Look at his adjectives and terms he uses. (Please read his entire article for a full context. I believe these quotes capture much of the overall tone of his presentation, but please be your own judge.) He writes: “labyrinthine Mormon hierarchy”; “the Salt Lake empire of corporate greed”; “the oligarchs of Salt Lake City betray their religious heritage”; “the deliberate dwindling of the Church of Jesus Christ of Latter-day Saints into just one more Protestant sect”; “There are other secrets also, not tellable by the Mormon Church to those it calls ‘Gentiles,’ oddly including Jews”; much of Joseph Smith’s legacy “had to be compromised in the grand bargain by which the moguls of Salt Lake City became plutocrats defining the Republican party. The hierarchy’s vast economic power is founded upon the tithing of the faithful, who yield 10 percent of their income to the church”; and “The patriotism of Mormons for some time now has been legendary: they help stock the C.I.A., the F.B.I., the military.”
I mean. Really?
Doesn’t such writing make this LDS faith appear to be a cabalistic, vaguely militant group, hiding its true, sinister motives from those around them, while its leaders sit taking advantage of their followers for political ends?
A few weeks ago, a Texas-based minister, the Rev. Robert Jeffress, called Mormonism a cult during an introduction he gave for Texas Gov. Rick Perry, thereby condemning Perry's rival, Mitt Romney. This statement seemed to reach wide opprobrium from the nation's press.
Many editorial pages seemed to denounce it as a form of bigotry, and prominent people rose to the defense of the Latter-day Saints.
Not so with the column by Harold Bloom. Few seemed to criticize it.
It's not hard to believe that the American news media often seems to pick the side of the secular world. The treatment of Jeffress as a contrast with the prominent display of Bloom provides evidence of this.
From the standpoint of a secular atheist, the Jeffress/Mormon story is sort of a “two-fer” anyway. These secular writers get to demonstrate the old stereotype that some Southern Baptists are a bunch of bigots while at the same time reminding people that Latter-day Saints are supposedly members of a cult. Bloom’s article fills in the gaps in explaining how it is a cult.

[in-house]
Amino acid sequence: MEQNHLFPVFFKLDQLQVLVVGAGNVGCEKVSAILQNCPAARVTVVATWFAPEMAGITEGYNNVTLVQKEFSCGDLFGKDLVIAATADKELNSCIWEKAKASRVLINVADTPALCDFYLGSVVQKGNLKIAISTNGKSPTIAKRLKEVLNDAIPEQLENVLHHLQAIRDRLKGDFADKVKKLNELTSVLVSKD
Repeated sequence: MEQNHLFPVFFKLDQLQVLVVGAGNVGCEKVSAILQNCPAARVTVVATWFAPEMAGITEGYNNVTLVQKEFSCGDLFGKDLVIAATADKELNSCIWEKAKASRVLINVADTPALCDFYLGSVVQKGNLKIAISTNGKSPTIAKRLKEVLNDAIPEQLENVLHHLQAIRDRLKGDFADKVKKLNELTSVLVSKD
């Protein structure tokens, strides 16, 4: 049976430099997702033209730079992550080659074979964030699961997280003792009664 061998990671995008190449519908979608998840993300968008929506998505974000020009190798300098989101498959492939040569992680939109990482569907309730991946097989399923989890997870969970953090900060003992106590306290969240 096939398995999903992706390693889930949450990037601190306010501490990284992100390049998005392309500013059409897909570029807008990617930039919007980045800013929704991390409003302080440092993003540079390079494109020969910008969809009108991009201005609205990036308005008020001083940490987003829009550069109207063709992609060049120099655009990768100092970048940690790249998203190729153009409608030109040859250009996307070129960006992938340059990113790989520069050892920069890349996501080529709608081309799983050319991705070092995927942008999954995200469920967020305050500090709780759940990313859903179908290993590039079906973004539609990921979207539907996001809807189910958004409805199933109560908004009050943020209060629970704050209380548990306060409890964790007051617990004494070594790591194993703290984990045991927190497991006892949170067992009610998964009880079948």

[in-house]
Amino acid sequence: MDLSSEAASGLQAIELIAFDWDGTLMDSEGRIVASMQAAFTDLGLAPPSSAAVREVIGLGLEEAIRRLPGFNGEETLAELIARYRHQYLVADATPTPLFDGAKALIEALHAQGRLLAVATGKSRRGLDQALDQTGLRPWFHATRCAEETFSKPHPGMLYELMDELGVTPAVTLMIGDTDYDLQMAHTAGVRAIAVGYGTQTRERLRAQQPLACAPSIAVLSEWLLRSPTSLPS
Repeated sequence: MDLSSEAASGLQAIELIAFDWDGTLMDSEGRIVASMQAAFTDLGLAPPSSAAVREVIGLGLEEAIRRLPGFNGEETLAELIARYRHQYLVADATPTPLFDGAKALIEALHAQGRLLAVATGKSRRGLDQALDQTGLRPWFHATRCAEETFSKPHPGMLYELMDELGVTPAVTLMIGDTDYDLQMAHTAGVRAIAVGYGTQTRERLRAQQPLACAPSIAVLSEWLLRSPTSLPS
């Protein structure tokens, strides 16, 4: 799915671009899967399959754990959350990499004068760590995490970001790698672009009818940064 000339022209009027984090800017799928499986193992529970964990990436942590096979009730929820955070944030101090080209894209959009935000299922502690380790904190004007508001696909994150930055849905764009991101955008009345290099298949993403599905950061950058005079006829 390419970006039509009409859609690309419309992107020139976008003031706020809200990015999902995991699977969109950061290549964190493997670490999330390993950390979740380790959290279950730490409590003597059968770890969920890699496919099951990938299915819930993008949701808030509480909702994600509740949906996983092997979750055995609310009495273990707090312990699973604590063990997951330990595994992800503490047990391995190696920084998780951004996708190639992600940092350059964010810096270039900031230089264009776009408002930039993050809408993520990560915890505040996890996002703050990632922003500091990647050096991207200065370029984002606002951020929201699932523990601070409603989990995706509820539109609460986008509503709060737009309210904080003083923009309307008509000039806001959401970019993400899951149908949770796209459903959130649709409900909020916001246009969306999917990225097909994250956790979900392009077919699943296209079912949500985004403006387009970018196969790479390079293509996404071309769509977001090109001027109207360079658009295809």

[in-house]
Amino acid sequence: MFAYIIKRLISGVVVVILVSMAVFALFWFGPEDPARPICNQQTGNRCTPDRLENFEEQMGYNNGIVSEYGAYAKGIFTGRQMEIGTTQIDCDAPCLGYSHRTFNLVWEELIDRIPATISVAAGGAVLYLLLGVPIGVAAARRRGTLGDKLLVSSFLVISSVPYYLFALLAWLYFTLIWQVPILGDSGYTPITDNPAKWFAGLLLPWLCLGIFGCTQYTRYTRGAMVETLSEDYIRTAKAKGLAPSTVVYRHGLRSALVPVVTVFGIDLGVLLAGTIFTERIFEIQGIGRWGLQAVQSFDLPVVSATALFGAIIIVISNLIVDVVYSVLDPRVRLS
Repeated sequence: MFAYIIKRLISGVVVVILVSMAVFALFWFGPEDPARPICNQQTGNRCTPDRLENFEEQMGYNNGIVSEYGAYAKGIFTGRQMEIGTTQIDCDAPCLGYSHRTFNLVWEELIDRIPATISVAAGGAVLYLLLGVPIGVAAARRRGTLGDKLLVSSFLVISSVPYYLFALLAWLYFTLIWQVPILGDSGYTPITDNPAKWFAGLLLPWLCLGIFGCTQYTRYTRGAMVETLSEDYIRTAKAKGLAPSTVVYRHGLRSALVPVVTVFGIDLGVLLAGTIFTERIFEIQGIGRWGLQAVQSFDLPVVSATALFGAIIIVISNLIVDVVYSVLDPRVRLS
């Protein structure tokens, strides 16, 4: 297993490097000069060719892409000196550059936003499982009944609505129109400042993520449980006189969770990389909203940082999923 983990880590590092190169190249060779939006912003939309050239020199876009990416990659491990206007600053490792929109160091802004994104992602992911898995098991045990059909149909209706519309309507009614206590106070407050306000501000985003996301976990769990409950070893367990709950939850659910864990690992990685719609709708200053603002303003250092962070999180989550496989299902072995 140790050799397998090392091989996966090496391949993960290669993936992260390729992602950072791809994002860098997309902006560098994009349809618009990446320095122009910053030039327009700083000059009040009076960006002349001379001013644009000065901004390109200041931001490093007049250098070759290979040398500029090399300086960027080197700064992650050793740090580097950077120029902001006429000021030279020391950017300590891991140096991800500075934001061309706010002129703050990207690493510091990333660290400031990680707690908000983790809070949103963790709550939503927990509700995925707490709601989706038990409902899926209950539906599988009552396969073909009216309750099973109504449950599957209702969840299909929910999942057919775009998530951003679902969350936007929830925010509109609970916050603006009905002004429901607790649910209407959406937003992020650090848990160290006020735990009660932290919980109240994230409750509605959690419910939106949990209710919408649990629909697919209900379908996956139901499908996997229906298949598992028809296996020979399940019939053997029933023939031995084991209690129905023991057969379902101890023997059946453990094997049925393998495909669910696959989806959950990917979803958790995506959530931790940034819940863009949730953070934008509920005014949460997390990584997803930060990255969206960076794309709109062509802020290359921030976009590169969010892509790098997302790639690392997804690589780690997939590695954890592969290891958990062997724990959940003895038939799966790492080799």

Lastly, there is Bloom's assessment that modern Latter-day Saints strive for education. This is true, but Bloom's assessment of LDS leadership runs counter to the idea that Latter-day Saints are well-educated.
If the church leaders were interested in running some sort of cult, why would they educate their people? Wouldn't it be better to keep the people down and uneducated, so the fables — if that is what they were — about the origin of the church and of the Book of Mormon wouldn't be questioned?
Bloom's argument faces these fundamental ironies, it seems to me, and his work needs some rethinking for this reason and others.
On balance, however, this new generation of LDS coverage remains, in my view, far more favorable than what it was in 2007-08 when Gov. Romney first ran for president. CNN's blog really demonstrates that, regardless of the underlying tone of Harold Bloom.
Lane Williams teaches journalism and communication at BYU-Idaho. He is a former journalist whose scholarly interests include Mormon portrayals in the media, media and religion, and religion and politics.